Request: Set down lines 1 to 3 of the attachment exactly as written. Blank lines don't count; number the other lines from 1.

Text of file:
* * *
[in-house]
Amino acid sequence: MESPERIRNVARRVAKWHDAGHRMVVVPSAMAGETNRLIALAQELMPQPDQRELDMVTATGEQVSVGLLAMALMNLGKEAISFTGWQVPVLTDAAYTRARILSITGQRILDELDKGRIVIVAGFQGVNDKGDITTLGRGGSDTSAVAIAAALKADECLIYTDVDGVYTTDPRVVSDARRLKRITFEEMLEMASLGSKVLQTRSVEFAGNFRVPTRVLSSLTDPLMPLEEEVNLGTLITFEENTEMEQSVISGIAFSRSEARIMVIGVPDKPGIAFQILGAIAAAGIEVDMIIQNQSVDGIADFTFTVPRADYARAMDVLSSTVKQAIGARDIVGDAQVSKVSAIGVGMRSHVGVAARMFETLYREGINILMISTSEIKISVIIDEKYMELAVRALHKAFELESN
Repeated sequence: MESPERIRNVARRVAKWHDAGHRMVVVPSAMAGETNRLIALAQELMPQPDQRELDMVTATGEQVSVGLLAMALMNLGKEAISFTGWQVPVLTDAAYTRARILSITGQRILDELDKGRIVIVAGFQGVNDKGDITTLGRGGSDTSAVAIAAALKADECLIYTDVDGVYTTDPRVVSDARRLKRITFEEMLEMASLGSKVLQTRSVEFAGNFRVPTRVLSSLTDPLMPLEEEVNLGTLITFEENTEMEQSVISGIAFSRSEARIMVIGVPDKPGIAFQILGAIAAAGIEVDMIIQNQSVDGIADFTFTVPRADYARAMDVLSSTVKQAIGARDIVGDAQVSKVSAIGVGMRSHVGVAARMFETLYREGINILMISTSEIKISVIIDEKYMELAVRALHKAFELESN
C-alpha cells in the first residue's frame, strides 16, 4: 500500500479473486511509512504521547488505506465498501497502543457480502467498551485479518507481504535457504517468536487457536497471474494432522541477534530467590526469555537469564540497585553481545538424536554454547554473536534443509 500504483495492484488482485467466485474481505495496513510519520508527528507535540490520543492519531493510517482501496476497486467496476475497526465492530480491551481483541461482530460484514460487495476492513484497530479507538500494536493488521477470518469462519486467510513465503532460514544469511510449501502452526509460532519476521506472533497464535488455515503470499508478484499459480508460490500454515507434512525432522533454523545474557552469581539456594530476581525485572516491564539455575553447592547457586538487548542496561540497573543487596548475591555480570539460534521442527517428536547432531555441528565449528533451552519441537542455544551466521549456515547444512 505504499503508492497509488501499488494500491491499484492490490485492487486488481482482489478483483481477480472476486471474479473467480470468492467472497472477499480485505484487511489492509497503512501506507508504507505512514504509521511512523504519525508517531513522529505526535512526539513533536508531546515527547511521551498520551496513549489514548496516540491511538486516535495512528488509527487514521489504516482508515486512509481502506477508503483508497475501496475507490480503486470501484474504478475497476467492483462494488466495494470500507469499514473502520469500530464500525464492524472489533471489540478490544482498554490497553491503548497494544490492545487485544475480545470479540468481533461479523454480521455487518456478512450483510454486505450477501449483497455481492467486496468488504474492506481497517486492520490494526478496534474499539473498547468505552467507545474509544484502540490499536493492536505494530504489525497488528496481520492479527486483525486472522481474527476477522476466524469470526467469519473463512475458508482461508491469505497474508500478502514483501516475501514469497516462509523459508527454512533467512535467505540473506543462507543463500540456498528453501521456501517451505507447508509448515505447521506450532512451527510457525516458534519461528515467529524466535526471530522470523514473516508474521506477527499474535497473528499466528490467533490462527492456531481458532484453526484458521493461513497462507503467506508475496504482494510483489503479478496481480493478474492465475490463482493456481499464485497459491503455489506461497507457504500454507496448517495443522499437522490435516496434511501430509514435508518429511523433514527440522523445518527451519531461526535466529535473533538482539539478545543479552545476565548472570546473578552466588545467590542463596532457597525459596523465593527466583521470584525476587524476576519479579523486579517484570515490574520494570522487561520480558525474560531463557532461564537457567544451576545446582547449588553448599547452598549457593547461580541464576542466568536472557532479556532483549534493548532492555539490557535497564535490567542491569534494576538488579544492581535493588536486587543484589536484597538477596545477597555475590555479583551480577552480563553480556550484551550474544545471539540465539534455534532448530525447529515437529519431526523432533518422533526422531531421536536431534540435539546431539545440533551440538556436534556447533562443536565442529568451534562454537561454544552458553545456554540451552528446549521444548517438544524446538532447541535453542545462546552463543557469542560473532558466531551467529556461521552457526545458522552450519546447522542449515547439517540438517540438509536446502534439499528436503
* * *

[in-house]
Amino acid sequence: MESPERIRNVARRVAKWHDAGHRMVVVPSAMAGETNRLIALAQELMPQPDQRELDMVTATGEQVSVGLLAMALMNLGKEAISFTGWQVPVLTDAAYTRARILSITGQRILDELDKGRIVIVAGFQGVNDKGDITTLGRGGSDTSAVAIAAALKADECLIYTDVDGVYTTDPRVVSDARRLKRITFEEMLEMASLGSKVLQTRSVEFAGNFRVPTRVLSSLTDPLMPLEEEVNLGTLITFEENTEMEQSVISGIAFSRSEARIMVIGVPDKPGIAFQILGAIAAAGIEVDMIIQNQSVDGIADFTFTVPRADYARAMDVLSSTVKQAIGARDIVGDAQVSKVSAIGVGMRSHVGVAARMFETLYREGINILMISTSEIKISVIIDEKYMELAVRALHKAFELESN
Repeated sequence: MESPERIRNVARRVAKWHDAGHRMVVVPSAMAGETNRLIALAQELMPQPDQRELDMVTATGEQVSVGLLAMALMNLGKEAISFTGWQVPVLTDAAYTRARILSITGQRILDELDKGRIVIVAGFQGVNDKGDITTLGRGGSDTSAVAIAAALKADECLIYTDVDGVYTTDPRVVSDARRLKRITFEEMLEMASLGSKVLQTRSVEFAGNFRVPTRVLSSLTDPLMPLEEEVNLGTLITFEENTEMEQSVISGIAFSRSEARIMVIGVPDKPGIAFQILGAIAAAGIEVDMIIQNQSVDGIADFTFTVPRADYARAMDVLSSTVKQAIGARDIVGDAQVSKVSAIGVGMRSHVGVAARMFETLYREGINILMISTSEIKISVIIDEKYMELAVRALHKAFELESN